AH231 - Art in the Global Early Modern Era

This course examines art produced in the Early Modern era (roughly 1450-1800) across a global range of nations and societies. The Early Modern period encompasses a time of cataclysmic social, religious, scientific and technological change, enhanced by new international commercial and information networks, disparate economic and religious systems, constant political and military conflicts, widespread oppression and genocide, and the rise of radical intellectual and artistic movements. The course incorporates case studies in a wide range of art and cultures (such as Chinese, Persian, Ottoman, African, European, and Central and South American art). Topics for investigation include how art, artists, patrons, and audiences in these historical empires interrogated notions of reality; cosmologies and planetarity; ancient canons; religious devotion; eroticism and death; individualism and issues of class, status, gender, and race; politics and power; and the role of the artist, among others. The course presents art in a comparative transnational and cross-cultural context, while also interrogating larger (art)historical frameworks of colonialism, modernity, markets, and Eurocentricity. Meets the Critical Learning: AIM requirement. Meets the Critical Learning: HP requirement. Meets the Writing in the Discipline requirement. (Not offered 2024-25).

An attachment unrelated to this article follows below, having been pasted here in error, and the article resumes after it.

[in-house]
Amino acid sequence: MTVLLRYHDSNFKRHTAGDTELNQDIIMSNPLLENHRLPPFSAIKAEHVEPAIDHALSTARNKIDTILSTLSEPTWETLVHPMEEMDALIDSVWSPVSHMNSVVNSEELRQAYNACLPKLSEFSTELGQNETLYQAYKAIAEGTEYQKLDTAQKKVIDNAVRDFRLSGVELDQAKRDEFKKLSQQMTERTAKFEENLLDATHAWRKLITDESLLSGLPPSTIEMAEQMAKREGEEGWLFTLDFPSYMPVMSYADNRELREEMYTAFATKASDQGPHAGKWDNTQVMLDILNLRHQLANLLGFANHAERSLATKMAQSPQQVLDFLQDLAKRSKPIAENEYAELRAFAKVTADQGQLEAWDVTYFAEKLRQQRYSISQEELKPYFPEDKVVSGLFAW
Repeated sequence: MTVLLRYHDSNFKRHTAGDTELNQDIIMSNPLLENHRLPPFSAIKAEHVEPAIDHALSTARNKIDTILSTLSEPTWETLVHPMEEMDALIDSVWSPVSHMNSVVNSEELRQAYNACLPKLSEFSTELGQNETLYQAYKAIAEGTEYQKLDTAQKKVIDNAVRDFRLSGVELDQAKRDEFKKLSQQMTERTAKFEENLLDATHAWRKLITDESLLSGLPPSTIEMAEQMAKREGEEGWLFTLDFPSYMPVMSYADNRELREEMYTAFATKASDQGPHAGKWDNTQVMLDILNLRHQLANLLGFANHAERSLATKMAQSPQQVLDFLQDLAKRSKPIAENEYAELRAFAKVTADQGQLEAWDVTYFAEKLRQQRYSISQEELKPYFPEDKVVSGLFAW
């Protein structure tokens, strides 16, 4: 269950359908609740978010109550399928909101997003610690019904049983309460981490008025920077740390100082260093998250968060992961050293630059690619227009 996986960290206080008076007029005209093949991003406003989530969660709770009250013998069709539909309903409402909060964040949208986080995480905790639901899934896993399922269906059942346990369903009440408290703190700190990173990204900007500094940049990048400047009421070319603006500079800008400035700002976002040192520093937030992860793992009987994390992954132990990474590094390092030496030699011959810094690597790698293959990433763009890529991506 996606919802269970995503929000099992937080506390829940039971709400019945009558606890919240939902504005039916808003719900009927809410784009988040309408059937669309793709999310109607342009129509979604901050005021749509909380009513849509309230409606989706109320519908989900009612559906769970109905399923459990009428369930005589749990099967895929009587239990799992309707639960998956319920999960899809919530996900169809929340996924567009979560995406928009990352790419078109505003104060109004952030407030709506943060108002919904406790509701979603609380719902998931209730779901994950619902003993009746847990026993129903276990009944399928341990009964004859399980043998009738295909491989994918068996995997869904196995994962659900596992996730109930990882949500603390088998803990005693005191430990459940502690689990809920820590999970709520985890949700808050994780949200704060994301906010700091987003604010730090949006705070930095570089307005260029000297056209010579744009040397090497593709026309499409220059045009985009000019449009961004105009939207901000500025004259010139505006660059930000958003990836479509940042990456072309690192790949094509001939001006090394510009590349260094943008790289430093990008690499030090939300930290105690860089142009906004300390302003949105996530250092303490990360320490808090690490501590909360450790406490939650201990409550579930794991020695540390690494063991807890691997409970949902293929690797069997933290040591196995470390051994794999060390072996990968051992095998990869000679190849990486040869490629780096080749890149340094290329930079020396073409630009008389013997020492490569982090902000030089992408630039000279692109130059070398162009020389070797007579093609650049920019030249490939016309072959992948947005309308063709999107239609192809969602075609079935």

Degree requirement — Critical Learning: AIM, Critical Learning: HP, Writing in the Discipline

1 unit

Previously Featured Offering

In block 3, students in AH231 will bring the history of art to life in a project that combines a class on the art, architecture, and sculpture of the 17th century in Europe with cutting-edge contemporary art.
What connects the art of the past with today’s art world?
What connects the art of the past with today’s art world?

This class examines the innovative art and architecture made for the major courts of 17th-century Europe. In this century of remarkably varied artistic production, paradoxes abounded. Illusion competed with classicism; seriousness of purpose gave way to painted jokes; and artistic identity clashed with political authority. More than ever before, artists explored the dramatic and expressive possibilities of art in this turbulent period. Like today’s artists, Baroque masters struggled to identify and convey a heightened awareness of the complex relationship of an individual to a multivalent reality that resists concrete definition.

The students in AH231 will not only study the art history of the 17th century, but also work on a show entitled “Strange Beauty: Baroque Sensibilities in Contemporary Art” which will open in the IDEA Space on December 6. The exhibition features works by contemporary artists such as Jimmy Baker, Liza Lou, Andres Serrano, Cindy Sherman, Kehinde Wiley, and Sherrie Wolf. With these objects, which uncover connections between Baroque and contemporary experience, students will enter the dynamic territory of museum studies. Their task, simply put, is to make the living legacy of art history in contemporary art understandable, and vital, to today’s viewing public.

No offerings are currently scheduled.

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